How Your Anxiety Affects Your Autistic Child

She placed her hand on her 7 year old’s shoulder to help him write.
He tried his best.


Concern was writ large on her face, as she said, “Write neatly- within the lines.”

‘Leave space between each word. Write nicely.” She continued.

She bent over, watching him work intently, not willing to let go.


I felt her anxiety as if it were my own.
We mothers of children (or adults) on the spectrum, carry heavy loads of anxiety on our shoulders.


I pondered on the anxious feeling. Why does it happen? Where does it come from?


1. Personal pressures


When the autism diagnosis is pronounced, it comes heavily laden with an undercurrent of ‘not knowing’ and ‘not understanding.’

Parents carry the heavy burden of proving that their children know and understand concepts.


That’s too heavy a load to carry for any human being.


Why are you putting pressure on yourself?


You don’t have to prove anything to anybody about your child.
She is beautiful.

Convince yourself to believe in her. The rest of the world will follow.




2. School pressures


Every child can learn. When we as teachers, as an education system don’t delve deeper into how a child learns, we’re doing children a great disservice.


At a young age, immense pressure is applied on kids to read and write.


A child with autism could have many difficulties. He may learn differently.
He may have gross and fine motor difficulties and other sensory difficulties.


Why not find an alternative way to teach an autistic child?




3. Societal pressures


Society expects children to behave in a certain way.
Any thing out of the ordinary elicits stares from bystanders.

If a child flaps or screams, every body turns to look.
Unsolicited advice pours in from all quarters.


Tremendous pressure is applied to make the child, like every other child.
Every difference is perceived as a failure.


Every family with a special needs child feels this pressure.




4. Family pressures


I once worked with a student, whose grand parents were from a ‘royal’ family in India.
The pressure on the parents for their child to behave in a certain way was immense.


They could not continue with our program for too long, as their focus became behavioral.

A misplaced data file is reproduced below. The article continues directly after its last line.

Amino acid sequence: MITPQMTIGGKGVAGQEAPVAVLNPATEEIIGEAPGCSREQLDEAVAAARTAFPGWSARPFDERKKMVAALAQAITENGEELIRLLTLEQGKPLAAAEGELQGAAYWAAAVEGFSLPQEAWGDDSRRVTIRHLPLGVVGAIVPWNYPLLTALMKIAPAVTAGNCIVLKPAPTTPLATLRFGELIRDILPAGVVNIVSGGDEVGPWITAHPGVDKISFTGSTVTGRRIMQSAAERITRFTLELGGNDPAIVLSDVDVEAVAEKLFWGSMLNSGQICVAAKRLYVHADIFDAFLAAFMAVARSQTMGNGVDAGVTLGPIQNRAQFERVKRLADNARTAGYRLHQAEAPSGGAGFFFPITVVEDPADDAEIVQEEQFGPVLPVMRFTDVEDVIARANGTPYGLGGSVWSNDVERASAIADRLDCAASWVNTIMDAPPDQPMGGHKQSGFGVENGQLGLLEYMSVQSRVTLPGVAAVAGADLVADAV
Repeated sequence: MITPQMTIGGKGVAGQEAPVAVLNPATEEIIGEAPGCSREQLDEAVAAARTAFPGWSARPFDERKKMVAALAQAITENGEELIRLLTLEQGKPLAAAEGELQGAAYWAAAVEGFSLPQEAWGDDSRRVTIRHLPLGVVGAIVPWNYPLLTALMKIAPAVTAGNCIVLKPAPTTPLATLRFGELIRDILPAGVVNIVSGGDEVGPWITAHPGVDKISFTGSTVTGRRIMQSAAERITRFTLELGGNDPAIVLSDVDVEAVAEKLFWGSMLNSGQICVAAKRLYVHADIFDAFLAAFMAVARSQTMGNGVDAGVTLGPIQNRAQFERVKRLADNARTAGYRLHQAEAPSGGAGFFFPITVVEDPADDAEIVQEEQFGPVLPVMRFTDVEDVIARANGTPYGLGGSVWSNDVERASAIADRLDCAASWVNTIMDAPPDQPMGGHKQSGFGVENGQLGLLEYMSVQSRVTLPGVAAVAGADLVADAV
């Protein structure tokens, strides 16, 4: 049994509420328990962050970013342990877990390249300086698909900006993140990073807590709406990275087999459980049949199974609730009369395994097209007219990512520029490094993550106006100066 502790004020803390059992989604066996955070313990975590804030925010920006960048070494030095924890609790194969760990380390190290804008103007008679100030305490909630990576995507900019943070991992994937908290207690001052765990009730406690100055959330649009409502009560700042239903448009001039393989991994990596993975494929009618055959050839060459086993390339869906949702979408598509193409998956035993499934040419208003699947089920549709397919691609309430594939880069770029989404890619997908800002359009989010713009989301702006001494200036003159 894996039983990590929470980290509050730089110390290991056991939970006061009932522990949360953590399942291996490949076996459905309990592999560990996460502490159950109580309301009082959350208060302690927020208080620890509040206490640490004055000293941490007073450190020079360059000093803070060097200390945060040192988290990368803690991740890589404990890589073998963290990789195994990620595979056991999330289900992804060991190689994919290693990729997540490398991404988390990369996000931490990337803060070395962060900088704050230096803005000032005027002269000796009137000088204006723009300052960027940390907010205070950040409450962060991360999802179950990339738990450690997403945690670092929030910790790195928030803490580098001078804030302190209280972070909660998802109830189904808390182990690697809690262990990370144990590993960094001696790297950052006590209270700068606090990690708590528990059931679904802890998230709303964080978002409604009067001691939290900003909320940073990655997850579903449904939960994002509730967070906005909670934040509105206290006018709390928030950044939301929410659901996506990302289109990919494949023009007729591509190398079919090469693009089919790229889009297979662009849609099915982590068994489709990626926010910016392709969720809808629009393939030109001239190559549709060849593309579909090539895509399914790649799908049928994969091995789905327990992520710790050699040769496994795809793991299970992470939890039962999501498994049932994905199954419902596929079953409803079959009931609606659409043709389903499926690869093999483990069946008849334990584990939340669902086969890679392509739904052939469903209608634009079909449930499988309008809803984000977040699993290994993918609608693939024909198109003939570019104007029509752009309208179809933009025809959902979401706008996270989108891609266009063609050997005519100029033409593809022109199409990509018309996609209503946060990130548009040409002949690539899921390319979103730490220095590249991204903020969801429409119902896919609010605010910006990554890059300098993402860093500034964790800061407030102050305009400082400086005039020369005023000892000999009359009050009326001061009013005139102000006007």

Often they would say, “Make my child well behaved. He should make any sounds in public. He should not flap his hands. He should look like any other child.”


His behavior made his parents anxious. The anxiety rubbed off on him.
It was a vicious cycle we did not get out of.


The sad part is, if parents had worked on their anxiety, the child could have done well.


5. Financial pressures


Bringing up a child with special needs works out to be expensive.


Financial pressures sap the joy out of families, leading to discord amongst family members.


The other question that haunts parents is, ‘what after me?’
And little by little the burden increases.
The sad truth is that all these pressures add to parental anxiety.
Individuals on the spectrum are hugely sensitive. They absorb this anxiety.




My message to you, through this article is to become aware of your own anxiety.
There is no point in running from it.
If present, it needs to be dealt with- head on.


Don’t be a by stander in your own life.
Take action.


1. Sign up for a family centred program


Most programs focus on the child, but not on the parents or siblings.
Autism affects the entire family.

Work on making yourself better.
‘Me time’ is essential.
So is time with your spouse and other children.
I’ve written extensively about this here.


Track your day. Make time for the important things in your life.


2. Find support in like minded people


In 2013, we started parent group sessions.

Today, each of the group members is an empowered mother (or father) who knows how to deal with their own child.


Since we meet every week, parents have started supporting one another wholeheartedly.

It’s a joy to see a parent offering thoughtful ideas to another parent.


Feel free to call us for a complimentary session to join this group class to feel the amazing vibe.


You could also contact the Forum for Autism- a support group for parents of autistic individuals.


3. It’s alright to go for counselling


Counseling is stigmatized in India.

It’s time to move away from this regressive mind set.

There is no harm in seeking help.


I’ve done it too. It helped put my thoughts into perspective and helped me out of sticky situations.


4. Connect with your child


Connect with the child in front of you- emotionally.

Go as you are. Accept your child for what he or she is.


If you have presumed that your child is not competent- there are 2 steps you can take today.


William Stillman explains it beautifully in Autism and the God Connection.


Step 1- Self Reflection.


Think about the ways you have disrespected your child. Have you talked about him in front of him?
Have you said derogatory things to her face?


Step 2- Seek forgiveness.
Offer humble, genuine, sincere and heartfelt apologies to your child- for treating them disrespectfully.


Thereafter connect with your child respectfully. Do things together. Keep trust and respect as the cornerstones as you engage in simple meaningful activities.


Trust me, you’ll feel a huge burden lifting from your life.




Please know that your anxiety affects your child.
It’s not possible for any human being to learn in a state of anxiety.


The biggest service you can do for your child is to let go of your own anxiety.


Calming down begins with you.

Are you willing to take that responsibility today?




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